Alan Greenspan, chairman of the Federal Reserve, has signalled that the tightness of the labour market and the potential for wage growth is one of his key concerns in setting interest rate policy. Markets are still concerned the Fed may raise rates at its next meeting, but for the moment those fears are easing.
US unemployment fell to 4.1 per cent in October from 4.2 per cent, the Labor Department said, the lowest since a 3.9 per cent figure in January 1970. The share of the adult population that is employed is approaching a record high at 64.2 per cent.
But payrolls grew only slowly, by 310,000, around the level that the markets had been expecting, and the pace of payroll growth in the last two months is below the trend. Average hourly earnings grew only 0.1 per cent in the month, from $13.36 to $13.37, below what the markets had been expecting. In the year to October, earnings grew by 3.6 per cent, still moderate growth.
Stocks soared, with the Dow Jones Industrial Average up more than 200 points in mid-morning before falling back slightly. Bond yields also tumbled, as dealers factored in a more favourable inflation outlook and the yield on the 30-year Treasury bond fell back to 6.03 per cent from 6.10 per cent.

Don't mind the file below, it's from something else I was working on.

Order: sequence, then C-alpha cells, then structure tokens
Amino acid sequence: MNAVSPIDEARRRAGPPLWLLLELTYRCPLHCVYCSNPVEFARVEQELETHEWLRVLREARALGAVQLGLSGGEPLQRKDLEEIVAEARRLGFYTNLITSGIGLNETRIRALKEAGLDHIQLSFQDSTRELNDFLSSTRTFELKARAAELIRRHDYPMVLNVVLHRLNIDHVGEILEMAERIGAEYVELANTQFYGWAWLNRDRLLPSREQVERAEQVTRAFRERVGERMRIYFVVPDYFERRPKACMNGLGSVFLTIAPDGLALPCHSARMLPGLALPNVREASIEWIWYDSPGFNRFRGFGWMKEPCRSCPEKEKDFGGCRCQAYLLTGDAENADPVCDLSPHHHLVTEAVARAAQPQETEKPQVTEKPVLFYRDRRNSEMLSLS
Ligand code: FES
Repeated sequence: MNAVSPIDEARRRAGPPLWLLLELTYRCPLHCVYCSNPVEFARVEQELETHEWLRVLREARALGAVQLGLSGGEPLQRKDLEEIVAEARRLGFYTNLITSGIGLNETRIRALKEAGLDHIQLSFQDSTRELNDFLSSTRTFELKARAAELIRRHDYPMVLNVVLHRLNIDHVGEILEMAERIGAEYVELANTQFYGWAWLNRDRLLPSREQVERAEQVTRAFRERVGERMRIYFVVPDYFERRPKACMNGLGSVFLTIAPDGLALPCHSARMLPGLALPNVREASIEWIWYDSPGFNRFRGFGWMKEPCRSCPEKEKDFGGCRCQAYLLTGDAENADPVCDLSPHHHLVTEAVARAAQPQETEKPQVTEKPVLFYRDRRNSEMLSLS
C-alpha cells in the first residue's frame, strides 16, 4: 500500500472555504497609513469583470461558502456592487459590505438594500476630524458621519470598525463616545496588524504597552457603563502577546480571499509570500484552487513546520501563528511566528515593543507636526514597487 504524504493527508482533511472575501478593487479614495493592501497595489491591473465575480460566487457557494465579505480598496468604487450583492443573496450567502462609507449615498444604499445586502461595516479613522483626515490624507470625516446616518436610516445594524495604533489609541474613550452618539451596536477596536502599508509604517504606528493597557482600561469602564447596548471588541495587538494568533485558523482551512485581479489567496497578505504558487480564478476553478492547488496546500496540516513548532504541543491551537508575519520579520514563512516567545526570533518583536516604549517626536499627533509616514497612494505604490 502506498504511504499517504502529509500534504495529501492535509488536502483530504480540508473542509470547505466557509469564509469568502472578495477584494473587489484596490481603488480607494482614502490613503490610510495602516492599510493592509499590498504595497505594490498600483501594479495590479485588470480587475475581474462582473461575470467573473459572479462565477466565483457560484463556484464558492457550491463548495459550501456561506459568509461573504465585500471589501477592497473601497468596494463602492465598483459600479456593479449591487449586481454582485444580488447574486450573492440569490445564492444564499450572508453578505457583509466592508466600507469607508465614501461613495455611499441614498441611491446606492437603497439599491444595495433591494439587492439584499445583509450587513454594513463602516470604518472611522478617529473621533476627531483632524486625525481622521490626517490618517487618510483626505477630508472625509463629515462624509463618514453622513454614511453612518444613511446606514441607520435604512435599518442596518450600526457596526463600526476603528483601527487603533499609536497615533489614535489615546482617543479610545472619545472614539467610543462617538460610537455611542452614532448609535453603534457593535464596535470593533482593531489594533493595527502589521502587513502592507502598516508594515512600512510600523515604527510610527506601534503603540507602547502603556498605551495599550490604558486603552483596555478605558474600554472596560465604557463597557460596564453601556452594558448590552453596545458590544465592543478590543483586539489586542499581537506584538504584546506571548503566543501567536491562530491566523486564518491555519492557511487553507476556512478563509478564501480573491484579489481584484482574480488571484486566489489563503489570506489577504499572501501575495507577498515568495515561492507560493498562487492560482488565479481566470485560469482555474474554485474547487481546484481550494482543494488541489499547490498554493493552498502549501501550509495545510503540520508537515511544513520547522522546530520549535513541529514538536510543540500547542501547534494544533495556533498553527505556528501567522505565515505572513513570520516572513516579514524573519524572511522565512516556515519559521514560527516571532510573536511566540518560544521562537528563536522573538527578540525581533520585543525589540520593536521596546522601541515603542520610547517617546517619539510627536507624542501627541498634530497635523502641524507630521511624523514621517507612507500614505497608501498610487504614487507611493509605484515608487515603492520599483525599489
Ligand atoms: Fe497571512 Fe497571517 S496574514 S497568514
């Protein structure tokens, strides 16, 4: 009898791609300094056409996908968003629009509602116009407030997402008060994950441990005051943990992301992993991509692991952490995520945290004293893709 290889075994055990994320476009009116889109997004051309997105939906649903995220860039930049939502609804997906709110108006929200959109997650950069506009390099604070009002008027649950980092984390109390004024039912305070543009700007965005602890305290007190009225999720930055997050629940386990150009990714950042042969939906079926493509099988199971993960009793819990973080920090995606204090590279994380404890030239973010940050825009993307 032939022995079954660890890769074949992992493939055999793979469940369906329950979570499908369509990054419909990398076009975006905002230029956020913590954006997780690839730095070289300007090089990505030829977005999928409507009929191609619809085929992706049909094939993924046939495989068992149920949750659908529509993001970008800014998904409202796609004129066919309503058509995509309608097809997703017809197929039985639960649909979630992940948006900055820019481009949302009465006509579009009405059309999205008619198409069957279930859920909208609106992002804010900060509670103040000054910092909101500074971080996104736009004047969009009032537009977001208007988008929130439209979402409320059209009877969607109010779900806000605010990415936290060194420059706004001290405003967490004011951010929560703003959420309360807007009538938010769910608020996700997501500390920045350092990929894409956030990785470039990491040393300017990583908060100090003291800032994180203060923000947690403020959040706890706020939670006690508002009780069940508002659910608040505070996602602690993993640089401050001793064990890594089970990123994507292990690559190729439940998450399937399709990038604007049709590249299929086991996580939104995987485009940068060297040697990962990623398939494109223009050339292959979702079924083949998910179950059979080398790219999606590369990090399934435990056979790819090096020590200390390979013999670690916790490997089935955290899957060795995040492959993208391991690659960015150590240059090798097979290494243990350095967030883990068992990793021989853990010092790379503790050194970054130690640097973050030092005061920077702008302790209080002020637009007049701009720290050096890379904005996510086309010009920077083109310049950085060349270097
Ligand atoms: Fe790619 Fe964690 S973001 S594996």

Three-quarters of the jobs generated in October were in the service sector, and though the manufacturing sector is recovering from the impact on exports of the Asian financial crisis, it is feeding through slowly to jobs. There were slight declines in the average work week and factory overtime.
Retail sales figures early in the week suggested that consumers are pulling in their horns a little as the two interest rate increases of the year start to feed through. Put together, the figures suggest to many economists that when the Fed meets on 16 November, it will decide to leave interest rates unchanged. The Fed meets once more this year - on 21 December - but with concerns about the year 2000 effect on financial markets, it is unlikely to change rates then.